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What Your FitBit Can Say About You… In Court

Every day we share a tremendous amount of data without even knowing it, our wearable technology is no exception. In a recent Connecticut case, one man found this out the hard way after his deceased wife’s FitBit busted his alibi wide open and left him facing murder charges and $1M bail.

Richard and Connie Dabate lived in the small town of Ellington. After Connie was found shot to death in their basement, Richard told the police a story of how a masked man broke into their house. He claimed that after a vicious fight with the intruder, the man zip-tied him to a chair, stole his wallet and credit cards, slashed him across the face, then went down to the basement and murdered his wife.

However, Connie’s FitBit told a very different story. After looking at the data recorded on the device, the GPS data tracked by Ms. Dabate’s FitBit showed that during the time Mr. Dabate claimed he was struggling with the masked intruder Ms. Dabate had casually strolled 1,217 feet all throughout the house.

This evidence, along with a few other inconsistencies, harpooned Mr. Dabate’s alibi.  It also represents one of the earlier cases in something we will likely see much more of in the future–wearable technology testifying for or against its wearer.

FitBitWhat is a FitBit?

So first and foremost, for those unfamiliar let’s explain exactly what FitBits and wearable technology is.  A FitBit is a worn device which records your heartbeats, sleep schedules, location, distance traveled, and more.  It then transfers all this information to a cloud and organizes the information into digestible trends and data points for you to log into an account and track your health and progress.  You

They are the tip of the iceberg in a trend of wearable technology (a catch-all term for data enabled devices you wear on your body) from Google Glass and Google Watch to other fitness devices similar to the FitBit such as Garmin’s Vivofit.

Your FitBit Used Against You

You can see how the information stored in a FitBit, where you are, when you were there, how high your heart rate was, whether or not you were asleep, could be relevant evidence in either a criminal or a civil case.  It could kill an alibi or make it ironclad.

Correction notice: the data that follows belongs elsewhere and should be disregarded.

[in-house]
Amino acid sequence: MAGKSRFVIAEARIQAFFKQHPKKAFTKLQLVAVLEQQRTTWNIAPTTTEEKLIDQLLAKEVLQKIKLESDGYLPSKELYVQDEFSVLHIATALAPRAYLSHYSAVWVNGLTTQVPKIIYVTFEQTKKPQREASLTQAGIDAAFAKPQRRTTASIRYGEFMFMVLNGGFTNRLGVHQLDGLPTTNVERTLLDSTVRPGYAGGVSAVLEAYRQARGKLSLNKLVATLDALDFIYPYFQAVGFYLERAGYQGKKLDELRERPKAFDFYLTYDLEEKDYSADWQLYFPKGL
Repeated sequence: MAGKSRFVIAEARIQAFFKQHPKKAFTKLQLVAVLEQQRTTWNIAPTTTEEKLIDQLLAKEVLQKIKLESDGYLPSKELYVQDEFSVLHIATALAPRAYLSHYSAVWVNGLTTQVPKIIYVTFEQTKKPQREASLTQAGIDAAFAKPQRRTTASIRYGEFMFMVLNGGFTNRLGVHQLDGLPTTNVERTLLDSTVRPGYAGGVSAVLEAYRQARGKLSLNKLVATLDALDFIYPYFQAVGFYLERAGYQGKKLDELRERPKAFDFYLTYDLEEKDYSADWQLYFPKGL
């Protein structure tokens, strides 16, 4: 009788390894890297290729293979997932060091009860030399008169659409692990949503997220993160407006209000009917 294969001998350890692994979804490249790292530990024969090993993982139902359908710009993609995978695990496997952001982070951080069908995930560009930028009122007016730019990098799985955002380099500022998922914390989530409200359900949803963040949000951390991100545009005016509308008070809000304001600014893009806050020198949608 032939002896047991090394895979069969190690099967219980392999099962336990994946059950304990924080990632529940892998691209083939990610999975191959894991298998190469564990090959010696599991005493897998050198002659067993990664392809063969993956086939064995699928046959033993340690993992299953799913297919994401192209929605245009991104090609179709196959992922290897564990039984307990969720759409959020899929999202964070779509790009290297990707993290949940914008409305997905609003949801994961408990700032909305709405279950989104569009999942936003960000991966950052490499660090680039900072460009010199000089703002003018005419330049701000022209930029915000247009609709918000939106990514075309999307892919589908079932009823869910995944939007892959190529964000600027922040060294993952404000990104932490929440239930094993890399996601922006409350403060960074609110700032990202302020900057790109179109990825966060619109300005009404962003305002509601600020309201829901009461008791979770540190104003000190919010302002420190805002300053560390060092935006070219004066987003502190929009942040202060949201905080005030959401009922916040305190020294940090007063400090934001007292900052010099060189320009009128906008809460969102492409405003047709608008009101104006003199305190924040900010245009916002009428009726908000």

Mr. Dabate’s case is one of the earliest to use a FitBit in such a manner, but not the only recent case to take advantage of the data stored on a wearable.  In Pennsylvania, a Ms. Jeannine Risley got in trouble after her FitBit disproved a claim she made to the police that she had been raped.  Ms. Risley told authorities that an unknown man had pulled her from her bed and raped her in her bathroom. However, after the FitBit she claimed was lost in the attack was found in her room it revealed that she had been walking around the house the entire night. This, along with other evidence, lead to criminal false reporting charges  being brought against her. It’s worth noting here that, while this is an example of a FitBit being used as evidence, false reporting of rape is an incredibly rare occurrence as opposed to instances of genuine rape and sexual assault.

In Canada, a FitBit has also been used to establish how much less active a plaintiff in a personal injury case was after their injury than before. While this case is not out of the U.S., the data on a FitBit could easily be used in a similar manner here.

So you see how important this sort of information could be in any number of cases. Wearable devices like Google Glass collect even more information such as the internet searches you perform.  Where this data is relevant to a case, you could certainly be required to produce your FitBit or other wearable to the other side.

Similarly, the data constantly stored in cloud services could also be subpoenaed from the companies storing that data. Google receives countless data subpoenas every year. FitBit’s privacy policy, like nearly every privacy policy on the internet, states that it well release your data as “necessary to comply with a law, regulation, or valid legal process.”

This being said, there are a number of legal obstacles to using this data against you–although none of them are anywhere near foolproof. Many companies, such as Google, are resistant to data subpoenas as they undermine the public’s faith in their services. These companies will occasionally fight such a subpoena in court.

What’s more, this type of data’s relevance–something necessary to establish before the data or device may be required to be produced–can be undermined by challenging the accuracy of the data recorded or whether it was you using the device in the first place. There are also privacy considerations which may protect you against disclosing the data on a wearable device or device itself depending on how important the evidence on it may be to a case against you and which state you live in.

The truth is that the information stored on wearables, especially GPS location information, has so many potential applications in a lawsuit that it is only a matter of time until the use of such information becomes commonplace in both criminal and civil litigation. While you can delete much of the information stored through a FitBit if you wish, it’s more important to understand exactly what data you create and share about yourself on a daily basis. Any day now, that data could be your best friend or your worst enemy in a court case.

Jonathan Lurie


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